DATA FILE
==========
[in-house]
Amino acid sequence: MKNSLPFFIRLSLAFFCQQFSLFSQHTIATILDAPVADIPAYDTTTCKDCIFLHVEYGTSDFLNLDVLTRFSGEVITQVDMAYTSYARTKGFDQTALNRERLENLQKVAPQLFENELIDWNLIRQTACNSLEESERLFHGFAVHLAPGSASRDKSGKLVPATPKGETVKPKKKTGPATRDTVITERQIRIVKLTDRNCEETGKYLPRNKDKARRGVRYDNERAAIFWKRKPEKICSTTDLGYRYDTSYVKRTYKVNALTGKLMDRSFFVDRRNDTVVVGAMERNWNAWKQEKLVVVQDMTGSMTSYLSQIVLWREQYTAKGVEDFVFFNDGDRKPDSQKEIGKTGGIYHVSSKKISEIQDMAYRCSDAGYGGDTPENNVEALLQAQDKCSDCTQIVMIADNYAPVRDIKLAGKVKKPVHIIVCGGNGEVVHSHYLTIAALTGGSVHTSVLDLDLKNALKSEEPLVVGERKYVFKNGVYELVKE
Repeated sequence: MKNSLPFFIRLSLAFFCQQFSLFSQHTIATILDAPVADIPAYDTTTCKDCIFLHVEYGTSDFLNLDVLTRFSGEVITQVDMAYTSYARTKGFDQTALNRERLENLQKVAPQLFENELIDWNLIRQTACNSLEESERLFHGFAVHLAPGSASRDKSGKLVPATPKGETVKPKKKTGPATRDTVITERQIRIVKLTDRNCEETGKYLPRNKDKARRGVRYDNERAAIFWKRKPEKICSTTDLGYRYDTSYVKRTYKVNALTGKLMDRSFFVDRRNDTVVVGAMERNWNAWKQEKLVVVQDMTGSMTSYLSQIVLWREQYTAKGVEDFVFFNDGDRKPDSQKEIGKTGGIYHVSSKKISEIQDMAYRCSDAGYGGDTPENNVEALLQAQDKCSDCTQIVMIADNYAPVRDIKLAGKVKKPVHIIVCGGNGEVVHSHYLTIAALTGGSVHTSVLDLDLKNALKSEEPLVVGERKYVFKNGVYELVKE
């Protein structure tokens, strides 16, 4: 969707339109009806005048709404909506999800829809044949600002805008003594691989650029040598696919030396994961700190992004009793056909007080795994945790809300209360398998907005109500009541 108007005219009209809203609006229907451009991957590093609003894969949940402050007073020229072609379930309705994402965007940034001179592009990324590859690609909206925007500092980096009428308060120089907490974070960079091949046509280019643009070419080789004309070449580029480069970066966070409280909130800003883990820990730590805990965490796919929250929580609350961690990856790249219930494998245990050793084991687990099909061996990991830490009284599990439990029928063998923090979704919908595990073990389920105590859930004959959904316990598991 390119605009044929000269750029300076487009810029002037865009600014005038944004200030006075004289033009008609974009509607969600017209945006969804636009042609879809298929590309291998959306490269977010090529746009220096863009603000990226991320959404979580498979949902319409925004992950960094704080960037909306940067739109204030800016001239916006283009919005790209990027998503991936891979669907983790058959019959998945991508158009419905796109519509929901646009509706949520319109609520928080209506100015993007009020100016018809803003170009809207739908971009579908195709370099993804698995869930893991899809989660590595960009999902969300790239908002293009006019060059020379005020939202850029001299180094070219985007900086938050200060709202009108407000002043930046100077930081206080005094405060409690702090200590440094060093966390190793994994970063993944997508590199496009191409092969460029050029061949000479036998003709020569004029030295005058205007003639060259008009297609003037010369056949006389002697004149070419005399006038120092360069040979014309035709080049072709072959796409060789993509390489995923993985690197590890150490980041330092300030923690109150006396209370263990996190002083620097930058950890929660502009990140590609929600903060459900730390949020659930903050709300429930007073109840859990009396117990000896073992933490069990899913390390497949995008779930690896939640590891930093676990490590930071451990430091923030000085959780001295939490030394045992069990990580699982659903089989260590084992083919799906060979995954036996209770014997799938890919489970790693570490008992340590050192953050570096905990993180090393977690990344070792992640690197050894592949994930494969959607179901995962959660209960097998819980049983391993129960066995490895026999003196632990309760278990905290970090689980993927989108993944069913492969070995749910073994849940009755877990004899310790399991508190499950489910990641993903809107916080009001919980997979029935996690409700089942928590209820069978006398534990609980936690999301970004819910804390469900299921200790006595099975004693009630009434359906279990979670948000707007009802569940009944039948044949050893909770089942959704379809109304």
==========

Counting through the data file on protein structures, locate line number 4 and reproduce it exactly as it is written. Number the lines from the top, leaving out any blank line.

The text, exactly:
């Protein structure tokens, strides 16, 4: 969707339109009806005048709404909506999800829809044949600002805008003594691989650029040598696919030396994961700190992004009793056909007080795994945790809300209360398998907005109500009541 108007005219009209809203609006229907451009991957590093609003894969949940402050007073020229072609379930309705994402965007940034001179592009990324590859690609909206925007500092980096009428308060120089907490974070960079091949046509280019643009070419080789004309070449580029480069970066966070409280909130800003883990820990730590805990965490796919929250929580609350961690990856790249219930494998245990050793084991687990099909061996990991830490009284599990439990029928063998923090979704919908595990073990389920105590859930004959959904316990598991 390119605009044929000269750029300076487009810029002037865009600014005038944004200030006075004289033009008609974009509607969600017209945006969804636009042609879809298929590309291998959306490269977010090529746009220096863009603000990226991320959404979580498979949902319409925004992950960094704080960037909306940067739109204030800016001239916006283009919005790209990027998503991936891979669907983790058959019959998945991508158009419905796109519509929901646009509706949520319109609520928080209506100015993007009020100016018809803003170009809207739908971009579908195709370099993804698995869930893991899809989660590595960009999902969300790239908002293009006019060059020379005020939202850029001299180094070219985007900086938050200060709202009108407000002043930046100077930081206080005094405060409690702090200590440094060093966390190793994994970063993944997508590199496009191409092969460029050029061949000479036998003709020569004029030295005058205007003639060259008009297609003037010369056949006389002697004149070419005399006038120092360069040979014309035709080049072709072959796409060789993509390489995923993985690197590890150490980041330092300030923690109150006396209370263990996190002083620097930058950890929660502009990140590609929600903060459900730390949020659930903050709300429930007073109840859990009396117990000896073992933490069990899913390390497949995008779930690896939640590891930093676990490590930071451990430091923030000085959780001295939490030394045992069990990580699982659903089989260590084992083919799906060979995954036996209770014997799938890919489970790693570490008992340590050192953050570096905990993180090393977690990344070792992640690197050894592949994930494969959607179901995962959660209960097998819980049983391993129960066995490895026999003196632990309760278990905290970090689980993927989108993944069913492969070995749910073994849940009755877990004899310790399991508190499950489910990641993903809107916080009001919980997979029935996690409700089942928590209820069978006398534990609980936690999301970004819910804390469900299921200790006595099975004693009630009434359906279990979670948000707007009802569940009944039948044949050893909770089942959704379809109304």